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Obama Delivers Foreign Policy Vision During West Point Graduation

WAMC, Allison Dunne

President Barack Obama today delivered the commencement address at the U.S. Military Academy at West Point. He took the opportunity not only to bestow words of wisdom, but to lay out his foreign policy vision. WAMC’s Hudson Valley Bureau Chief Allison Dunne was at the president’s third visit to New York in as many weeks.

1,064 cadets received diplomas after listening to President Obama deliver the graduation speech.

“You are the first class to graduate since 9/11 who may not be sent into combat in Iraq or Afghanistan,” President Obama said.

This comes one day after the president said he would look to bring the U.S. force in Afghanistan down to 9,800 as the U.S. combat mission ends later this year. He then intends to withdraw most of those forces by the end of 2016. President Obama then talked about a strategy shift, where the strategy must match the diffuse threat.

Credit WAMC, Allison Dunne

“I believe we must shift our counterterrorism strategy, drawing on the successes and shortcomings of our experience in Iraq and Afghanistan to more effectively partner with countries where terrorist networks seek a foothold,” Mr. Obama said.  “And the need for a new strategy reflects the fact that today’s principal threat no longer comes from a centralized al-Qaida leadership. Instead it comes from decentralized al-Qaida affiliates and extremists, many with agendas focused in countries where they operate.”

The graduating class and the roughly 15,000 who sat in Michie Stadium with a nearly constant drizzle and chill not only heard a graduation speech, but the president’s vision for how the U.S. and its military will lead.

“The United States will use military force unilaterally if necessary when our core interests demand it, when our people our threatened, when our livelihoods are at stake, when the security of our allies is in danger,” the president said.

When this is not the case, he calls for a different approach, one that mobilizes allies and partners to take collective action and one that includes diplomacy and sanctions as tools.

“On the other hand when issues of global concern do not pose a direct threat to the United States, when such issues are at stake, when crises arise that stir our conscience or push the world in a more dangerous direction, but do not directly threaten us, then the threshold for military action must be higher,” said the president.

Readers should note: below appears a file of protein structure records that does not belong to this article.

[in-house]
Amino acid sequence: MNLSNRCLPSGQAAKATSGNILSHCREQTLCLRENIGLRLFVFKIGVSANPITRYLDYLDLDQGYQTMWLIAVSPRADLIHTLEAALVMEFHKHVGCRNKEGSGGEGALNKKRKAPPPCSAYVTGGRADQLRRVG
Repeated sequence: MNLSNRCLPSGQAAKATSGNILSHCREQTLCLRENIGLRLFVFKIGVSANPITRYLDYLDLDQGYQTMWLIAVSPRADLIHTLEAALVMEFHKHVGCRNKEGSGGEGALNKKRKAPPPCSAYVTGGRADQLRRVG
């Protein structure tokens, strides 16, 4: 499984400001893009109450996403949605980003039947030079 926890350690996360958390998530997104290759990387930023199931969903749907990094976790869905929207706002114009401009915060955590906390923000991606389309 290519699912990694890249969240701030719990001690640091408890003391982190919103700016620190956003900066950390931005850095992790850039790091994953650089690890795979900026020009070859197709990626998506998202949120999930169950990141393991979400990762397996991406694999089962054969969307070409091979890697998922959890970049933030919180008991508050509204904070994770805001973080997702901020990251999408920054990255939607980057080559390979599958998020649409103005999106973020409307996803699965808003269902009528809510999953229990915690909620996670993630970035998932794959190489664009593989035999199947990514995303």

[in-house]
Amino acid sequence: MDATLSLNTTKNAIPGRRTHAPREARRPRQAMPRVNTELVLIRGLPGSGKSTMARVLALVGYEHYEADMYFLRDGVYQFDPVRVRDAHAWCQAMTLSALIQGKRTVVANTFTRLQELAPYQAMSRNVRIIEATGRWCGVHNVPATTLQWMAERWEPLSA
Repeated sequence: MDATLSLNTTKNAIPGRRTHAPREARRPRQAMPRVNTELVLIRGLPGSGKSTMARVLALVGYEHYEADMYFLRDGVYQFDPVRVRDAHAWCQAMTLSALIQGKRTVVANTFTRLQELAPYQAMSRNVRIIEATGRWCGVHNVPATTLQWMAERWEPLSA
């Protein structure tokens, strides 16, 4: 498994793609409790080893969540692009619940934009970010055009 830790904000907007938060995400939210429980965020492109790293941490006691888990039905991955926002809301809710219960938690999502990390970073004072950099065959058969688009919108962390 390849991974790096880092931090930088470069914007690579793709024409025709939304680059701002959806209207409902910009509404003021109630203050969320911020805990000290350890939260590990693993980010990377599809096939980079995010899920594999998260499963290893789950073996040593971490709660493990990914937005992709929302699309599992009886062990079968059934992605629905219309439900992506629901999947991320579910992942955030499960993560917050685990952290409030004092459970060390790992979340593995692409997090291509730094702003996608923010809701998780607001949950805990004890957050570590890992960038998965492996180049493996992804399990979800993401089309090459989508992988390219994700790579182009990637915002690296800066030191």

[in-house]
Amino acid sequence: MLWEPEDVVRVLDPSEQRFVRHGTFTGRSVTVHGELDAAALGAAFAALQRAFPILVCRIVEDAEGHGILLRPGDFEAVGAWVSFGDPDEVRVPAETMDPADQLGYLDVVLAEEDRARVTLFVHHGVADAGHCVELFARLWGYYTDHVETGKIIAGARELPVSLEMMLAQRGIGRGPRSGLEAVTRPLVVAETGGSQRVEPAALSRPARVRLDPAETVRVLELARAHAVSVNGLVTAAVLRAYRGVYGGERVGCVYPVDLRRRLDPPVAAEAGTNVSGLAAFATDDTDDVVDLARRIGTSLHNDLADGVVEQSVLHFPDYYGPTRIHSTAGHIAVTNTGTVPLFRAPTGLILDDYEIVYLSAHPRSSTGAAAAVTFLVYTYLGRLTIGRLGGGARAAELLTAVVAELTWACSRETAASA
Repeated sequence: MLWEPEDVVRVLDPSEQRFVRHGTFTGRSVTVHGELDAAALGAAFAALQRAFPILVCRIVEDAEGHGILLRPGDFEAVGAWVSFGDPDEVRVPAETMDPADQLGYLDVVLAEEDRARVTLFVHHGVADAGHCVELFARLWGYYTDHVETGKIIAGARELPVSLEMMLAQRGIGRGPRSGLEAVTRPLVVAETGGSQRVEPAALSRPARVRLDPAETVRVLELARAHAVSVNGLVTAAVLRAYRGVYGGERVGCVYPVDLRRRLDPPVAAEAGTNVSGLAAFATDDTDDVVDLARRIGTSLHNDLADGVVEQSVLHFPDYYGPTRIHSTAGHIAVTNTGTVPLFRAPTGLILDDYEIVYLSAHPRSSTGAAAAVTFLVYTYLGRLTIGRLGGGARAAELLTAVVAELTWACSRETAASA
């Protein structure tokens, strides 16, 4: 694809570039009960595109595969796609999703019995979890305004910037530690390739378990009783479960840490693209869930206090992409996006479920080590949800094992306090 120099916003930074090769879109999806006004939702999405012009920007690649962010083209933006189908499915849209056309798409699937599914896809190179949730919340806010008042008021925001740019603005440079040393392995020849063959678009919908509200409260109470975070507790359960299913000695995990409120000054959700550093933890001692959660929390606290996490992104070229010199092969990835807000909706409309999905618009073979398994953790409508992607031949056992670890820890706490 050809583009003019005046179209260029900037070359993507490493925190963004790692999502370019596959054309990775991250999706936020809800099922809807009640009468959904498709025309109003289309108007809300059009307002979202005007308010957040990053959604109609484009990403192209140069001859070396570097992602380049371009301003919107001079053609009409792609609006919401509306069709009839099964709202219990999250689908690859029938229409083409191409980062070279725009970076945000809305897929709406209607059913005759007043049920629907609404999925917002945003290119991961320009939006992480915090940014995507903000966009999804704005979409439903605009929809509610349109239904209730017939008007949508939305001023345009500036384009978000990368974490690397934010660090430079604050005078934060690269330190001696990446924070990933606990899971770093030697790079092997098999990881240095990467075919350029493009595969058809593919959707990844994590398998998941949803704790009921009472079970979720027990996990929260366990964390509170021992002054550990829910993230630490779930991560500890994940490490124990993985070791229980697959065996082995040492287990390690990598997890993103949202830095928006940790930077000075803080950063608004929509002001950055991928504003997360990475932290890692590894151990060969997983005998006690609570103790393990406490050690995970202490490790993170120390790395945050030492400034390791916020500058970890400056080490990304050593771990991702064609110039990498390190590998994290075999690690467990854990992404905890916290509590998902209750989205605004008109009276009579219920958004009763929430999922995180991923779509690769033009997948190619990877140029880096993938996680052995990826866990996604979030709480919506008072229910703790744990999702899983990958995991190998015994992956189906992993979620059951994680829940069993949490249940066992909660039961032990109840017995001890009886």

Credit WAMC, Allison Dunne

Mr. Obama announced he would turn to Congress to authorize the kind of counterterrorism help he envisions.

“So earlier this year I asked my national security team to develop a plan for a network of partnerships from South Asia to the Sahel,” Mr. Obama said. “Today, as part of this effort I am calling on Congress to support a new counterterrorism partnerships fund of up to $5 billion which will allow us to train, build capacity, and facilitate partner countries on the front lines.”

The president spoke about leading by example and it was a message heard by the now second lieutenants who graduated. Hailey Gibbons, who was among the last to receive her diploma, forewent the handshake with the president for a hug.

“It was great, one of the best hugs I’ve ever gotten, so, yeah,” said Gibbons.

She says one of his messages stuck with her.

“Well, towards the end he really talked about how leadership and how our actions and leading by example really sets the tone for what others think about you,” Gibbons said. “And the Army seems so small, your reputation carries a lot of weight.  And so, by him saying that, you can bring it down to a smaller scale, just like when you’re leading your platoon, lead by example, be a leader of character and everything like that, kind of what has been instilled in us as cadets here at West Point.”

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